Encouraging Children To Give Them A Future

Mentoring Children: With the Youths in Mind

This article is written by Guest Writer Steve – Head of Media at Home Of Transformation – H.O.T., Nairobi, Kenya.

I’m excited to introduce you to Steve; our new weekly KENYAN Guest Author.

Steve grew up as an adopted child (You can read his BIO at the base of this article) and knows firsthand what it is like to grow up without encouragement. 

He is set to change Kenya. To change Africa. To change the world.  

Please read this article he wrote exclusively for Exploramum.com.  

We have chosen to commit long-term to support Steve as he sets to mentor Kenyan youths and also as he seeks to establish a Kenyan Orphanage, and we hope you will join us with partnering with him in the future too. 

His wisdom, encouragement, and motivation are astounding.

Thanks, Steve!

People are gifted with different passions and talents. While some are passionate about music, others are more into painting or even tailoring.

Regardless of where the passion lies, success can always be achieved when a desire supersedes the words of critics.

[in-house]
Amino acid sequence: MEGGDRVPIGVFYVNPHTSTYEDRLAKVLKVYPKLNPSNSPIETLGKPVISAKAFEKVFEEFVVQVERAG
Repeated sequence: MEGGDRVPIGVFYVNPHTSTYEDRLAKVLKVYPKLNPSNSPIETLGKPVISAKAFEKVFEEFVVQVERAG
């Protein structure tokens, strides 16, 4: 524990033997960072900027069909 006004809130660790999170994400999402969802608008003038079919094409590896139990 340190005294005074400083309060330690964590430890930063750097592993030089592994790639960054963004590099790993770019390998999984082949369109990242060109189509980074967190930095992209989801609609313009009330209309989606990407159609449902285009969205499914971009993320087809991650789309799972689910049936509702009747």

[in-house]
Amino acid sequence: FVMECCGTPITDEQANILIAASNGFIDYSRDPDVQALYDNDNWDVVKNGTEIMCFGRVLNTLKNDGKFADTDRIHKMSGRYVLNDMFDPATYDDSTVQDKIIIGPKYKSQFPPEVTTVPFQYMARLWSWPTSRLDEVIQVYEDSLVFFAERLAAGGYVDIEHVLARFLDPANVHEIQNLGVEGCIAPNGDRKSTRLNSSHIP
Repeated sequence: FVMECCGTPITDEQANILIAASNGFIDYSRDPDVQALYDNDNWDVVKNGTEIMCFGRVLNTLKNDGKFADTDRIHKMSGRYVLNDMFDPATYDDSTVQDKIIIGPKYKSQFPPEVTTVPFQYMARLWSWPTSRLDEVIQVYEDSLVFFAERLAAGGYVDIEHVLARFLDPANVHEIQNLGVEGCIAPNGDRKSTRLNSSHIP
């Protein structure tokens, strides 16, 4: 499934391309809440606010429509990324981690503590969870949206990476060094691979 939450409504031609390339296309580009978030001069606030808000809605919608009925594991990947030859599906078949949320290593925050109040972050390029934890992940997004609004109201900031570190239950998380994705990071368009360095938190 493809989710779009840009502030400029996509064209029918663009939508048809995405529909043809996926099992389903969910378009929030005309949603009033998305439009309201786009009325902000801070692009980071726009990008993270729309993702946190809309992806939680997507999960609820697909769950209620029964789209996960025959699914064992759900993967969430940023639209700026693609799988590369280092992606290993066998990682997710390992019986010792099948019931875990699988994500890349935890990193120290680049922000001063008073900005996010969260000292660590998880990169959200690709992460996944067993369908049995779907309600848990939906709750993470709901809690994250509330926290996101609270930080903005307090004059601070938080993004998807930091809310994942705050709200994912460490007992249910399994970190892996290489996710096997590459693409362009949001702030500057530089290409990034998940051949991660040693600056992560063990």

It would mean that you do what you do, not because of what people think about you, but because you just love it and believe that you can make a change through it.

I will concentrate more on child mentorship since this is where my passion lies. Since Kenya is a youthful country, I have noticed so many concerns about the youths that need to be addressed. Some youths are into drugs, others are bullies in school and others have developed despicable immoral habits.

Sadly, these issues not only affect Kenyan youths; they also affect youths in most African countries and even the rest of the world.

There is an old saying that “you cannot teach old dog new tricks.”

What this means is that by the time a person grows old, he has already developed certain habits that are almost impossible to change.

In as much as there is always a possibility of people changing even in old age, there is no need for waiting till it is that late. It is for this reason that I find child mentorship worthwhile.

Think about this: A child grows up always knowing that he/she is worth more than being a bully.  Such a child would probably never be a bully due to such simple, recurrent words.